A pair of openings 158, 160 are preferably provided through the side 86 and a pair of corresponding openings 162 and 164 may be provided through the thickness of the opposite side 88 for mounting of the wheels 151. A pair of internally threaded cylinders 165, 166 may be positioned within the cavity 82 of the base 30 and aligned with the openings 158, 162 and 160, 164, respectively to facilitate attachment of the wheels 151 to the base. The rotator assemblies 150 may be mounted to the base 30 as by threading a screw 167 through the opening 154 in each wheel 151 and into the threaded cylinders 165, 166.
With additional reference to FIGS. 8a-8c, the mounting base 30 is shown mounted on the shaft 10 by the chain assembly 28 and rotated to various locations relative to the shaft. To mount the base 30, the tensioning bolt 48 to which the chain 38 is attached is passed through the cylinder 50 and the cylinder 50 positioned within the cradle 146. As mounted, the wheels 151 and the slides 57 are interposed against the shaft 10 so that the base 30 may be moved around the circumference shaft by exerting a relatively small force on the base. Preferably, the chain assembly is tensioned to bear the wheels 151 firmly against the shaft 10. If the wheels 151 are coated with rubber or other pliable material, it is desirable to tighten the chain assembly an amount sufficient to slightly compress the rubber.
Once the mounting base 30 is mounted to the shaft 10 with the chain assembly 28, the binary block system 32 or the sensor assembly 34 is mounted to the mounting base 30. Likewise, the base 30' and sensor 34' is mounted on the shaft 12 in a spaced apart and facing relationship to the base 30 and sensor 34. The oppositely facing sensor assemblies (one on each shaft) are then rotated or "swept" to obtain misalignment information, as will be explained more fully below.
Sensor Assembly 34
Turning now to FIG. 9 the sensor assembly 34 preferably includes vertical mounting posts 180, 182, sensor head 184, mounting brackets 188, 190, laser target port 192, laser exit port 194, sensor head light-emitting diodes (LEDS) 196 and 198, on/off switch 199, vertical laser adjustment control 200, and horizontal laser adjustment control 202.
The mounting posts 180 and 182 are preferably cylindrical, posts each having threaded ends 204 and 206, respectively, which are threadably received within the openings 132 on the top of the mounting base 30. To mount the sensor, the mounting posts are threaded into the openings 132 and the mounting brackets are slidably positioned over the mounting posts. Mounting screw 213 and 215 may then be used to secure the mounting brackets 188 and 190 against the posts 180 and 182, respectively.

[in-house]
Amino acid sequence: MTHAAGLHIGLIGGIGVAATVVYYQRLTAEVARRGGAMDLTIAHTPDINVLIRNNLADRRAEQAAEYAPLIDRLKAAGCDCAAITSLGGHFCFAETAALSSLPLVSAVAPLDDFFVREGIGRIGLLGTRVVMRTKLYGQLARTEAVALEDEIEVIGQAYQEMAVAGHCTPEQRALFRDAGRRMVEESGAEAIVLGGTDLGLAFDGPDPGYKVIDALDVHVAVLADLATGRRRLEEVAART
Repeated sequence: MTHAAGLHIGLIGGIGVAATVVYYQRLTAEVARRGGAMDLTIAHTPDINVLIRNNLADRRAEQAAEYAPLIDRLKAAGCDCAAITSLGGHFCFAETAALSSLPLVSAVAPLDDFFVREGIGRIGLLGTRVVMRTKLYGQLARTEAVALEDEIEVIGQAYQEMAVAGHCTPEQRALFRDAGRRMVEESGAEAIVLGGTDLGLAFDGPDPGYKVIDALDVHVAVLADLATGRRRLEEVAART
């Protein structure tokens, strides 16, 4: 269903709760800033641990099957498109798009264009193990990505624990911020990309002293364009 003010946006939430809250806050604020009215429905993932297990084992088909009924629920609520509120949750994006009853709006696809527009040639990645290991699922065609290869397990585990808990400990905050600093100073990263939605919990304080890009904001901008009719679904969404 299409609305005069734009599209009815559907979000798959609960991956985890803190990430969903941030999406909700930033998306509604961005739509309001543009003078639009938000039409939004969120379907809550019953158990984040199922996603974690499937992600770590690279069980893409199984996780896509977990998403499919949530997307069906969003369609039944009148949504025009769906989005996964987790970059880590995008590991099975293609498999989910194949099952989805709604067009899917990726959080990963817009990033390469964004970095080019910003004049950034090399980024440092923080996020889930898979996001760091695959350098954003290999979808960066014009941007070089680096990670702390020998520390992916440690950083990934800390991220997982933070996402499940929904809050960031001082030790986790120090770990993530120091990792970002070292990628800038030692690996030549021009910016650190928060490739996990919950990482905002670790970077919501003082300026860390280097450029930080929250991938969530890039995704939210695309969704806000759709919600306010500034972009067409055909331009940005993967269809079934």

The sensor head 184 is preferably powered by an internal battery source and provides a laser source which emits a laser beam from the sensor head through the laser exit port 194. Illumination of the LED 196 indicates that the sensor head is turned on and illumination of the LED 198 indicates activation of the laser beam. The laser exit port 194 enables a laser beam to be directed toward the opposite sensor head. Likewise, the laser target port 192 is provided with a sensor, such as a position sensitive detector ("PSD"), to sense the spot on which the laser from the opposite laser port is impinging on the sensor head and ambient light filters. The laser target port 192 thus will be understood to provide a sensor which determines a change in distance from the laser spot to the shaft, or at least the change in that radial distance. Horizontal laser adjustment control 200 and vertical laser adjustment control 202 permit adjustment of the direction of the laser beam so that the beam will be directed toward the target port of the opposite sensor for detection during the gathering of misalignment information.
A preferred sensor head is the ULTRASPEC® 8200 or 8210 Series laser system available from Computational Systems, Incorporated, the assignee of the present invention. Also, the sensor head preferably includes an internal inclinometer 220, such as the capacitance-type inclinometer available from Lucas Sensing Systems, to determine the angular position of the sensor head, i.e. 0°, 90°, 270°, 360°, so that manual determinations of these measurements need not be taken. The inclinometer preferably generates a signal corresponding to the angular position which is transmitted to an analyzer, as set forth below.
Operation of the Laser Alignment System